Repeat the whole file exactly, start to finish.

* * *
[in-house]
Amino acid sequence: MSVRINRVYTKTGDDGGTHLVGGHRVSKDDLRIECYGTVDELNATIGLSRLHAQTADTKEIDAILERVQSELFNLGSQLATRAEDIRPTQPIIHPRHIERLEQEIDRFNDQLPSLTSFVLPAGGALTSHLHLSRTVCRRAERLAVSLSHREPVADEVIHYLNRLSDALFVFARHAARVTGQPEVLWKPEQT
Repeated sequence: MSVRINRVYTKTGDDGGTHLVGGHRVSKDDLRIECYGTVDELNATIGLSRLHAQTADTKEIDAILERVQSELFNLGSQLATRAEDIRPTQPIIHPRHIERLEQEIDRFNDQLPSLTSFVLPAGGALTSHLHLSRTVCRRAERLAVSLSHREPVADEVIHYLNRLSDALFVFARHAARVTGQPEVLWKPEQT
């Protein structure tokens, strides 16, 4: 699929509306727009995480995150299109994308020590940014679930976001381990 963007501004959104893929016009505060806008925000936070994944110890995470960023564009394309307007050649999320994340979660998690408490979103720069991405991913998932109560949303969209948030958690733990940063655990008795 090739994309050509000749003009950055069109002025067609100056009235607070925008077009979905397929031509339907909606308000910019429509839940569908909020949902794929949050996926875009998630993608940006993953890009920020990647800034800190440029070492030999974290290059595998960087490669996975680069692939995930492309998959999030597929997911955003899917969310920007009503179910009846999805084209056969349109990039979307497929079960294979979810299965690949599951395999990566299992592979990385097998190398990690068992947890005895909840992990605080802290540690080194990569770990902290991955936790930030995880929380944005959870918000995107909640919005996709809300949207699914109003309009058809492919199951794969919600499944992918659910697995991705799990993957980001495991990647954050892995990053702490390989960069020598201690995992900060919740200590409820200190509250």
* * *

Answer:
[in-house]
Amino acid sequence: MSVRINRVYTKTGDDGGTHLVGGHRVSKDDLRIECYGTVDELNATIGLSRLHAQTADTKEIDAILERVQSELFNLGSQLATRAEDIRPTQPIIHPRHIERLEQEIDRFNDQLPSLTSFVLPAGGALTSHLHLSRTVCRRAERLAVSLSHREPVADEVIHYLNRLSDALFVFARHAARVTGQPEVLWKPEQT
Repeated sequence: MSVRINRVYTKTGDDGGTHLVGGHRVSKDDLRIECYGTVDELNATIGLSRLHAQTADTKEIDAILERVQSELFNLGSQLATRAEDIRPTQPIIHPRHIERLEQEIDRFNDQLPSLTSFVLPAGGALTSHLHLSRTVCRRAERLAVSLSHREPVADEVIHYLNRLSDALFVFARHAARVTGQPEVLWKPEQT
């Protein structure tokens, strides 16, 4: 699929509306727009995480995150299109994308020590940014679930976001381990 963007501004959104893929016009505060806008925000936070994944110890995470960023564009394309307007050649999320994340979660998690408490979103720069991405991913998932109560949303969209948030958690733990940063655990008795 090739994309050509000749003009950055069109002025067609100056009235607070925008077009979905397929031509339907909606308000910019429509839940569908909020949902794929949050996926875009998630993608940006993953890009920020990647800034800190440029070492030999974290290059595998960087490669996975680069692939995930492309998959999030597929997911955003899917969310920007009503179910009846999805084209056969349109990039979307497929079960294979979810299965690949599951395999990566299992592979990385097998190398990690068992947890005895909840992990605080802290540690080194990569770990902290991955936790930030995880929380944005959870918000995107909640919005996709809300949207699914109003309009058809492919199951794969919600499944992918659910697995991705799990993957980001495991990647954050892995990053702490390989960069020598201690995992900060919740200590409820200190509250």